The phrase “dark data” might seem ominous, and yet it’s anything but. In fact, dark data is one of the most promising fields for data analysis.
What is dark data? Simply put, it’s data that’s stored but isn’t being used for anything. In an era in which big data and data analytics are creating new business insights, new efficiencies, and new opportunities to serve customers and make money, dark data is tantamount to an unopened safe.
For example, think of all the scanned-in, pre-electronic-health-records medical charts that are sitting unexamined on servers. They contain huge amounts of data that, if analyzed, could advance our understanding of diseases and the effectiveness of treatments, as well as the efficiencies and inefficiencies of medical practice. Or think of all the environmental reports buried as PDFs in government and nonprofit websites. They also contain data that, if analyzed with modern methods, could yield all kinds of useful information for businesses and environmental groups alike.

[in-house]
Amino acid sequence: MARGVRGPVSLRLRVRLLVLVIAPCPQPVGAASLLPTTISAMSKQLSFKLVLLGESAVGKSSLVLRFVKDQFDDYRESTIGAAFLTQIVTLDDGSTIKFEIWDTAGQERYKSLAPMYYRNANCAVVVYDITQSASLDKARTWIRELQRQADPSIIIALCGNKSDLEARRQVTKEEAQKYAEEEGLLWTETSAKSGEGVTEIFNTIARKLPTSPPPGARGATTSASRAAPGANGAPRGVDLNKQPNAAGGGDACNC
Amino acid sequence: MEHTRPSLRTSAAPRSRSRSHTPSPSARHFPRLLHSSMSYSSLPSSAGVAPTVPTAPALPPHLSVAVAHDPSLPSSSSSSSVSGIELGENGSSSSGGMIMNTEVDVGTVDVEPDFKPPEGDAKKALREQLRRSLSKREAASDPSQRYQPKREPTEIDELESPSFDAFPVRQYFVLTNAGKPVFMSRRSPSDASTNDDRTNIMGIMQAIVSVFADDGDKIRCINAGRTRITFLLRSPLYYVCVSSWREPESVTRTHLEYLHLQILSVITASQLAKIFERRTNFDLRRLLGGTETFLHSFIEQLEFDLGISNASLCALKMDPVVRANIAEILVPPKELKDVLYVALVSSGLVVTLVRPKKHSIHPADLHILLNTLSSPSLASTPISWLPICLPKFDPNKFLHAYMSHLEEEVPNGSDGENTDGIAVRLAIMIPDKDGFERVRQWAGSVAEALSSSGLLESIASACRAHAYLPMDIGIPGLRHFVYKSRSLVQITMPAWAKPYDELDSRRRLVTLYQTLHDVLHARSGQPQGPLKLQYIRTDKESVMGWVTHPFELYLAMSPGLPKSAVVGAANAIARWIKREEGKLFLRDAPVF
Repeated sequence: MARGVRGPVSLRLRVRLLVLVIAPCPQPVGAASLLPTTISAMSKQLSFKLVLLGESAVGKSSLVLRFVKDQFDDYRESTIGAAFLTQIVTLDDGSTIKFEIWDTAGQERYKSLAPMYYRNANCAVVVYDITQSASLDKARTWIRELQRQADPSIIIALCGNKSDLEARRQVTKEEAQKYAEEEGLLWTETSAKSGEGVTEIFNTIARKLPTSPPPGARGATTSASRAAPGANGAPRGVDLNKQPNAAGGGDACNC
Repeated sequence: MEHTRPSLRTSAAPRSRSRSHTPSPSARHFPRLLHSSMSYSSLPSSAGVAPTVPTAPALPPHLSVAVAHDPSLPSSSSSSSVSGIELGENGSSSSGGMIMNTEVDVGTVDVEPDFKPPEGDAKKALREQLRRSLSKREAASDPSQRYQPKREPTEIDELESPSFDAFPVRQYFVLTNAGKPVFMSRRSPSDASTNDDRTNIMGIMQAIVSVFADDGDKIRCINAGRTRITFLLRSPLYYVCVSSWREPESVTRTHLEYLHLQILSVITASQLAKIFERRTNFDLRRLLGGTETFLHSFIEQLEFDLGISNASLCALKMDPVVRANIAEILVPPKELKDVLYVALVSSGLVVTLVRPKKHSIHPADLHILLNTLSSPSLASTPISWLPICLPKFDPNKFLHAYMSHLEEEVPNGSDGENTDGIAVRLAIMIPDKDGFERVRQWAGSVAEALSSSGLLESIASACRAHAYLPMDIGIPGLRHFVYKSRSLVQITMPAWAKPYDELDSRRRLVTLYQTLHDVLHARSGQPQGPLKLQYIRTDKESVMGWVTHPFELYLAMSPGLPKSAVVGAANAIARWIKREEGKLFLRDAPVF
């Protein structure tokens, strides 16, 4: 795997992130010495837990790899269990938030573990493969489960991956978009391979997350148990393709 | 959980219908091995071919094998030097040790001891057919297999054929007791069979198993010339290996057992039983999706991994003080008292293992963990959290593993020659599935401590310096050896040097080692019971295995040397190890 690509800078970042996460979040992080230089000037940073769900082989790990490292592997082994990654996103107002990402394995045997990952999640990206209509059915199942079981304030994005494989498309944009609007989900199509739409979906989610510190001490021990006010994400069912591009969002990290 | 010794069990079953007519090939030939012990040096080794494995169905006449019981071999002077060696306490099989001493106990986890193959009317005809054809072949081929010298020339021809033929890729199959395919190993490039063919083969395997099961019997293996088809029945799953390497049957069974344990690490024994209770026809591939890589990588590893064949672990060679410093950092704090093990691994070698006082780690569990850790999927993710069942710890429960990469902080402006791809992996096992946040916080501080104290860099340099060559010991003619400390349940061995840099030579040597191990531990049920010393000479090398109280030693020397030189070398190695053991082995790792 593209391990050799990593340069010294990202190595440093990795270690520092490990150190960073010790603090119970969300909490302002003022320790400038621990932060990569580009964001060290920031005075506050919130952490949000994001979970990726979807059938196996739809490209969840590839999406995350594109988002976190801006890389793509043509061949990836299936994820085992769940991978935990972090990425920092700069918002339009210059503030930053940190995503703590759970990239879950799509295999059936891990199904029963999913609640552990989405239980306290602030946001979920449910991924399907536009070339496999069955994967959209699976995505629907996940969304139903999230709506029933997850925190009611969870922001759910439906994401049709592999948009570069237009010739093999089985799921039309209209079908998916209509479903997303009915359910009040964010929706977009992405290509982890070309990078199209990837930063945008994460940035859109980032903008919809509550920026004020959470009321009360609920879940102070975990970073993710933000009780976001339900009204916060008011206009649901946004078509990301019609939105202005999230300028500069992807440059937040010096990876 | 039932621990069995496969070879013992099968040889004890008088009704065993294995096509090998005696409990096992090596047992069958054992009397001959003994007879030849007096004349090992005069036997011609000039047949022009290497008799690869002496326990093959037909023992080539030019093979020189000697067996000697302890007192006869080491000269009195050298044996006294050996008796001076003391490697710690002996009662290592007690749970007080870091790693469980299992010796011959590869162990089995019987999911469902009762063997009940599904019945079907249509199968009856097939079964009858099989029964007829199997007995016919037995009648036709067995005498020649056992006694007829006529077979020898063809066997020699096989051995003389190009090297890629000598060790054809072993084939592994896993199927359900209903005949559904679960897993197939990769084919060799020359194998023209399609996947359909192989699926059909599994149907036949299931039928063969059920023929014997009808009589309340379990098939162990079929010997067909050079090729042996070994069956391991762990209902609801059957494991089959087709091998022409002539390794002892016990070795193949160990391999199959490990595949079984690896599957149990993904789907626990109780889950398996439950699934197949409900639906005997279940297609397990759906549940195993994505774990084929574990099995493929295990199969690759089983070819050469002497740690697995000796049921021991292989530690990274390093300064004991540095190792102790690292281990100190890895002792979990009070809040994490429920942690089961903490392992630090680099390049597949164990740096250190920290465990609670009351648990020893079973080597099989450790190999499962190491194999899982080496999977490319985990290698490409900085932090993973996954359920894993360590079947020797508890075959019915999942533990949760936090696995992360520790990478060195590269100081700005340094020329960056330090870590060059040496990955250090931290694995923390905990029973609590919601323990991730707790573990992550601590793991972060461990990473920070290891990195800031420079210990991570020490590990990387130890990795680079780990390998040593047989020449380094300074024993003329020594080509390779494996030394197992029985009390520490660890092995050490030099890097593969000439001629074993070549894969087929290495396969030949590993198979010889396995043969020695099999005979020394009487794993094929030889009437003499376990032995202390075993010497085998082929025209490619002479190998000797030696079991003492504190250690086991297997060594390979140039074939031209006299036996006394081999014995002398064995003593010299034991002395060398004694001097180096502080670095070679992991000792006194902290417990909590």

The problem is, most dark data is unstructured. That means the data isn’t in a format conducive to data analysis. The data contained in scanned-in medical charts cannot be easily extracted. Nor can the data scattered throughout an environmental report saved as a PDF, deep inside a website. E-mails, word processing documents, photographs, video, audio, and most of the data transmitted by the Internet of Things are also difficult to pull apart and manipulate.
The only solution is to develop methods of sorting through unstructured data and finding data analysts capable of selecting which kinds of dark data can yield the most insights. If you’re intrigued by the opportunities dark data presents, you can learn more in our article “5 Things Every IT Manager Should Know About Dark Data.” You can also put yourself in position to be a dark data pioneer and/or expert with our MS in Information Technology program, particularly if you want to specialize in Big Data Analytics.